Baseline Weight of 13' Trailers - Page 2 - Fiberglass RV


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Old 08-12-2010, 11:54 AM   #15
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I've removed the closet, but I don't have a more up-to-date picture.
Perfect. Thanks!
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Old 08-12-2010, 08:59 PM   #16
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Trailer: 71 Boler
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The empty shell, stripped except for the ensolite, is close to 400 pounds. I've got it mounted on a fake wood frame that is sitting on a large dolly to make it easier to roll around the garage. There are only two contact points from the frame to the dolly. I put the bathroom scale under each in turn, so the 400 pounds includes my fake frame. The fake frame consists of two eight foot 2x4s and two four foot 2x4s. It doesn't weight much. The rear weight was 180 pounds and the front weight was 220 pounds. I think the rear weight was less than the front because the rear cross piece is closer to the edge of the shell than the front cross piece.
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Old 08-12-2010, 09:33 PM   #17
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Name: gary
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The empty shell, stripped except for the ensolite, is close to 400 pounds. I've got it mounted on a fake wood frame that is sitting on a large dolly to make it easier to roll around the garage. There are only two contact points from the frame to the dolly. I put the bathroom scale under each in turn, so the 400 pounds includes my fake frame. The fake frame consists of two eight foot 2x4s and two four foot 2x4s. It doesn't weight much. The rear weight was 180 pounds and the front weight was 220 pounds. I think the rear weight was less than the front because the rear cross piece is closer to the edge of the shell than the front cross piece.
Thanks Peter!

WAG'n here ....

Shell 375#
Trailer 200#
Windows and door: 100#
Floor: 75#
Cabinetry: 100#
Utilities: 50~100#

Total: 950#
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Old 08-12-2010, 10:03 PM   #18
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We think you are underestimating the weight of the "trailer" in your list. Three tires and wheels (you are going to have a spare aren't you?) are going to be 60-75 lbs., the axle about 100ish lbs, plus the frame itself, the coupler, safety chains, tongue jack...at a minimum. Depending on how you are going to use the trailer you might want a battery (up to 75 lbs.) and/or propane tank.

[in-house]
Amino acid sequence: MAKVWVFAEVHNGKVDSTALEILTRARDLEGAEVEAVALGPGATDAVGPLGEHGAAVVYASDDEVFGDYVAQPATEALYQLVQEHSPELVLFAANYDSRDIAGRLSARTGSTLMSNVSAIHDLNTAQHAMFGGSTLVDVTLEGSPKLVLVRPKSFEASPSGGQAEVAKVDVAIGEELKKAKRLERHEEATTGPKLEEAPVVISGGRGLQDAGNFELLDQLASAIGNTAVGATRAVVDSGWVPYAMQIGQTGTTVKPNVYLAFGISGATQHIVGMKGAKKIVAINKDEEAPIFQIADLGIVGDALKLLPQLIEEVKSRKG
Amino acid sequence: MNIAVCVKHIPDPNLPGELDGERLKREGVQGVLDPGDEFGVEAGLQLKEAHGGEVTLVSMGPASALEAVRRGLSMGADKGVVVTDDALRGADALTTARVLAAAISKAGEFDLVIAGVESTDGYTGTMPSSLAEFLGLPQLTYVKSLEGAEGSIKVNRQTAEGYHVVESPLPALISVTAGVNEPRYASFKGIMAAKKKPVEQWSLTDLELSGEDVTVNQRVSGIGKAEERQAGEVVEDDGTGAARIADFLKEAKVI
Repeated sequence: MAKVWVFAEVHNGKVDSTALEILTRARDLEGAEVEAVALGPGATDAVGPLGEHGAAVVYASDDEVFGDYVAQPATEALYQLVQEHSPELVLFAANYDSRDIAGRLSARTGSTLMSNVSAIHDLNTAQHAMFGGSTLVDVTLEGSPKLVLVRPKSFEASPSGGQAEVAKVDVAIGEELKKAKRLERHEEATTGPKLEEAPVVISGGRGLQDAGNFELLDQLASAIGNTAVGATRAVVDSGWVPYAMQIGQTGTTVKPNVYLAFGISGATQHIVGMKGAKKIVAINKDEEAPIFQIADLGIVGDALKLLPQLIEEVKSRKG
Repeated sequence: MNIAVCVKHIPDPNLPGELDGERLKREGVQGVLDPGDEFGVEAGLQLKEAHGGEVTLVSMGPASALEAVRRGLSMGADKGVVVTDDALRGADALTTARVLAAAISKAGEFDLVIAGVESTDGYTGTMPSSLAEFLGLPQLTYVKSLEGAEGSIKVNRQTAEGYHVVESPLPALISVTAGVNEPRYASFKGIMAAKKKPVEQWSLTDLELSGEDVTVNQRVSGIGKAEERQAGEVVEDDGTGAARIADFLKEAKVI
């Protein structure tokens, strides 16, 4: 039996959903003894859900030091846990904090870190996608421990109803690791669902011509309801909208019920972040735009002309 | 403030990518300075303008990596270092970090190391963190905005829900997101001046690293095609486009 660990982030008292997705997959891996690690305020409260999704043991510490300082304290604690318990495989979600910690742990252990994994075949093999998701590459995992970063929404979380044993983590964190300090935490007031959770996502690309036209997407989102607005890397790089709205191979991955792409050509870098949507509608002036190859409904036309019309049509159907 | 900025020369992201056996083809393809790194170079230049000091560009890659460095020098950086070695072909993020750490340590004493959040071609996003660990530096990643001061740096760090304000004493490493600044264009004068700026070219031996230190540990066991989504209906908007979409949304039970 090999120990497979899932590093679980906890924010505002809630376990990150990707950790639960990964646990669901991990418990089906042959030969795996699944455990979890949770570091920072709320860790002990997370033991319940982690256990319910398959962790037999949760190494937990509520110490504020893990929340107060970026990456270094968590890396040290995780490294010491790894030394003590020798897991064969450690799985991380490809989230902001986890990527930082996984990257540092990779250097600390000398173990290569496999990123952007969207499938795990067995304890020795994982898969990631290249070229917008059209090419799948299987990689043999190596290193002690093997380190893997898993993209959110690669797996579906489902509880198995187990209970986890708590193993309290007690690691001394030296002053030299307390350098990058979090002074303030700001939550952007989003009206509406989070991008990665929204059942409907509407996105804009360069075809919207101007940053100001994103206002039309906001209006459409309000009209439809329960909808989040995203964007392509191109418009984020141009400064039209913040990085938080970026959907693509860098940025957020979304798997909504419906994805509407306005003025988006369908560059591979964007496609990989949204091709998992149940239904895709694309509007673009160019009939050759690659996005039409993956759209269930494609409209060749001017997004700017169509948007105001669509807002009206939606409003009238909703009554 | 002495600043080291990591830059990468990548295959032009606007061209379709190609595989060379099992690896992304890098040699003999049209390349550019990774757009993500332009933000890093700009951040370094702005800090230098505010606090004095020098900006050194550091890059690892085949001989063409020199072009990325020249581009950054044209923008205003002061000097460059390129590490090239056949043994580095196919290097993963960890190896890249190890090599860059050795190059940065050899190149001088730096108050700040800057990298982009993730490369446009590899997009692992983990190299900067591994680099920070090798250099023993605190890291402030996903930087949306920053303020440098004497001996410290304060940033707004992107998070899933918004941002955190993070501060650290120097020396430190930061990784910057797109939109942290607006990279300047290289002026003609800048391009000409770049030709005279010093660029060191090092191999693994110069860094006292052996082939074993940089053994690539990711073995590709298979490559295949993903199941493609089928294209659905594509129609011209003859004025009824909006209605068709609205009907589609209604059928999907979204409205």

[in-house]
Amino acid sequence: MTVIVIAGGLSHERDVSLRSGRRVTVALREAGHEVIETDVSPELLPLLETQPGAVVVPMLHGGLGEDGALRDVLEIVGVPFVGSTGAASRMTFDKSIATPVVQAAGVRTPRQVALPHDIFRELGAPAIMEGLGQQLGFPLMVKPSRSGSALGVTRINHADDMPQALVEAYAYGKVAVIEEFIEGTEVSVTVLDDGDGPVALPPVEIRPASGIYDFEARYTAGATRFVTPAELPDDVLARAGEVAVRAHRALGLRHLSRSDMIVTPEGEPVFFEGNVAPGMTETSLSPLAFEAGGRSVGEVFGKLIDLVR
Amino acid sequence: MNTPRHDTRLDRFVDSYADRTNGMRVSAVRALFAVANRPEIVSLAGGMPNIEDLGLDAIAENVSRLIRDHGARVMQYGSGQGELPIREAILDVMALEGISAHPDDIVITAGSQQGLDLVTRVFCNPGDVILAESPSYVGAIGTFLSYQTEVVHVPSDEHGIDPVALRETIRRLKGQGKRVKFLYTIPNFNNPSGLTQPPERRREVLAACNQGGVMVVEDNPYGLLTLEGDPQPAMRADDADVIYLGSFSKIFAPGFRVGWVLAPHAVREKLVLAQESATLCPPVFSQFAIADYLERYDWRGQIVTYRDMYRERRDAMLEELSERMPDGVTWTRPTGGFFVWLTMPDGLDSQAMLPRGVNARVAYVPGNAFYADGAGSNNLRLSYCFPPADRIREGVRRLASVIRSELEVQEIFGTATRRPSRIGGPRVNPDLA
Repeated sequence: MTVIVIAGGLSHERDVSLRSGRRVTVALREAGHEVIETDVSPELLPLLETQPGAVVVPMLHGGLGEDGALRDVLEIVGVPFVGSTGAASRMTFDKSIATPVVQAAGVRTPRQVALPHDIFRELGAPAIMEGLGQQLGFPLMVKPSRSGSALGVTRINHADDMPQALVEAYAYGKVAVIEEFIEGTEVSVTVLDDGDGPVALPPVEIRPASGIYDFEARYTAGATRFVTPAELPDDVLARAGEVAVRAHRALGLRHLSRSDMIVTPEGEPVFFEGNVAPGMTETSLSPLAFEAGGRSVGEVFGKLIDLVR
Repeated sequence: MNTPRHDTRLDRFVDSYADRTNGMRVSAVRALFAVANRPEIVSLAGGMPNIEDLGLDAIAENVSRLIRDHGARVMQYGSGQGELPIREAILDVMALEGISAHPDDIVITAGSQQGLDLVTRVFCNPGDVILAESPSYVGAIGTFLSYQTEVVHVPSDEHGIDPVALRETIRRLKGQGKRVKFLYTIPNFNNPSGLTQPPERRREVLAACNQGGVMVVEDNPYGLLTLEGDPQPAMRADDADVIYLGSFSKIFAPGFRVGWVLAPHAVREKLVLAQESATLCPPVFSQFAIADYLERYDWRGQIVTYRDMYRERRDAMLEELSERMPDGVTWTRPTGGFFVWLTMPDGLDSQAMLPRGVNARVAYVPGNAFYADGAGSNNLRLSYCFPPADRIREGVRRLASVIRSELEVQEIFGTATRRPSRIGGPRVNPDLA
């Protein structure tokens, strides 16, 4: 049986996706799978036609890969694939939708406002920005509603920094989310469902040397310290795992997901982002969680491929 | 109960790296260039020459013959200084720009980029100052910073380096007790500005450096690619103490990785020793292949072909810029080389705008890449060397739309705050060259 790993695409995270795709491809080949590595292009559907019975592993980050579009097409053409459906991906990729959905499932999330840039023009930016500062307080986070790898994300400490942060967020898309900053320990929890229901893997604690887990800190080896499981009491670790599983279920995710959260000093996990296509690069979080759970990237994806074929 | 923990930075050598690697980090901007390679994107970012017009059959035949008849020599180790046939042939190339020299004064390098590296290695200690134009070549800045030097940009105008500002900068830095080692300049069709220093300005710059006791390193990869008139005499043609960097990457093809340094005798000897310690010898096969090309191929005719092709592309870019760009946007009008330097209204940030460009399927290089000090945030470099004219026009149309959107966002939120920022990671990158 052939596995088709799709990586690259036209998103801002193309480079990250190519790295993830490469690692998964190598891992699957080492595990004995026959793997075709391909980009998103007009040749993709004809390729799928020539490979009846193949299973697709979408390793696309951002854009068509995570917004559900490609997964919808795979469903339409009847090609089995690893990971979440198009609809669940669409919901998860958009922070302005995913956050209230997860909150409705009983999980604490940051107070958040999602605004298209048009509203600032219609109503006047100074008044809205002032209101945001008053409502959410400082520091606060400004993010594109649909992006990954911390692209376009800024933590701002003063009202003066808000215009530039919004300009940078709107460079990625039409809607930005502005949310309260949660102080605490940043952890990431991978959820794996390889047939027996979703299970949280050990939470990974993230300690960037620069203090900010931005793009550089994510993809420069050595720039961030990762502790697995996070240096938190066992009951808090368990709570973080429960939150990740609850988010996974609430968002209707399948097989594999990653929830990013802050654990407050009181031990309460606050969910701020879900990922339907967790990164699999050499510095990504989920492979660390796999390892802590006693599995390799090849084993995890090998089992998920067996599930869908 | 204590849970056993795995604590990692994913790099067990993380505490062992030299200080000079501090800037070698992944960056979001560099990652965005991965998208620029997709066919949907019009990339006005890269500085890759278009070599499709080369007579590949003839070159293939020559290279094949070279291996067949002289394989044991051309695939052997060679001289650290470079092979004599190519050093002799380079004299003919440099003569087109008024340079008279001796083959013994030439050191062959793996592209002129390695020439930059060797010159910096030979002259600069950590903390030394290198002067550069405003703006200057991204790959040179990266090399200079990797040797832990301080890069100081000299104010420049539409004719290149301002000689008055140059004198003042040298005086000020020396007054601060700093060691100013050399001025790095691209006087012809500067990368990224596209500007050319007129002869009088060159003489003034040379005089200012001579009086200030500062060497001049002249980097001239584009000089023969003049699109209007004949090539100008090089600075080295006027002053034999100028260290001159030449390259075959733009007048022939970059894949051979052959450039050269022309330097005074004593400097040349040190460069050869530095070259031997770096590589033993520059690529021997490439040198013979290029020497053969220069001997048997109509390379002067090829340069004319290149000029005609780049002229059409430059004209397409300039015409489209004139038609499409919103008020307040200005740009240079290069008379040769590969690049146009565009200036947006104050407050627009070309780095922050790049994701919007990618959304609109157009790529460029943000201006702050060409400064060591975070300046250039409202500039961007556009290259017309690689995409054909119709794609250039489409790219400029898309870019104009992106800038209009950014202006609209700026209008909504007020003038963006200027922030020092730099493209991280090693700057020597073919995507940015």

I have a 13 ft Boler that weighs in at 2200 lbs loaded for a weekend trip. This weight included a battery, a propane tank, a window AC, heater, 3 way frig., no water tank and no additional "toys".
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Old 08-13-2010, 09:34 AM   #19
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I should have mentioned that the shell currently does have the door and windows installed, but no closet or furniture.

200 lbs is probably a bit light for the trailer. My Boler is one of the earlier ones, and the frame was made of a very light gauge (I've seen fenders with thicker metal) C-channel. It had cracked in many places, been reinforced, cracked again and was bent. It, along with the axle/wheels/tires was probably over 200 lbs. I didn't weight it, I'm just guessing from what it took to move it around. The new frame will be stronger and heavier. I'll weigh it separately when I get a chance.

I think 1000 lbs is within reach for a stripped-down egg. That assumes you don't have any appliances (fridge/stove/furnace), water tank, battery or much of anything in it besides the furniture. This isn't completely useless either - it sounds a lot like the Westfalia camping interior I had on my VW van. The van was a lot more convenient and comfortable than a tent.

I'll weigh each of the furniture pieces this weekend. My Boler didn't come with a furnace, but I'll weigh the fridge, sink and stove separately.
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Old 08-13-2010, 09:38 AM   #20
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I should have mentioned that the shell currently does have the door and windows installed, but no closet or furniture.

200 lbs is probably a bit light for the trailer. My Boler is one of the earlier ones, and the frame was made of a very light gauge (I've seen fenders with thicker metal) C-channel. It had cracked in many places, been reinforced, cracked again and was bent. It, along with the axle/wheels/tires was probably over 200 lbs. I didn't weight it, I'm just guessing from what it took to move it around. The new frame will be stronger and heavier. I'll weigh it separately when I get a chance.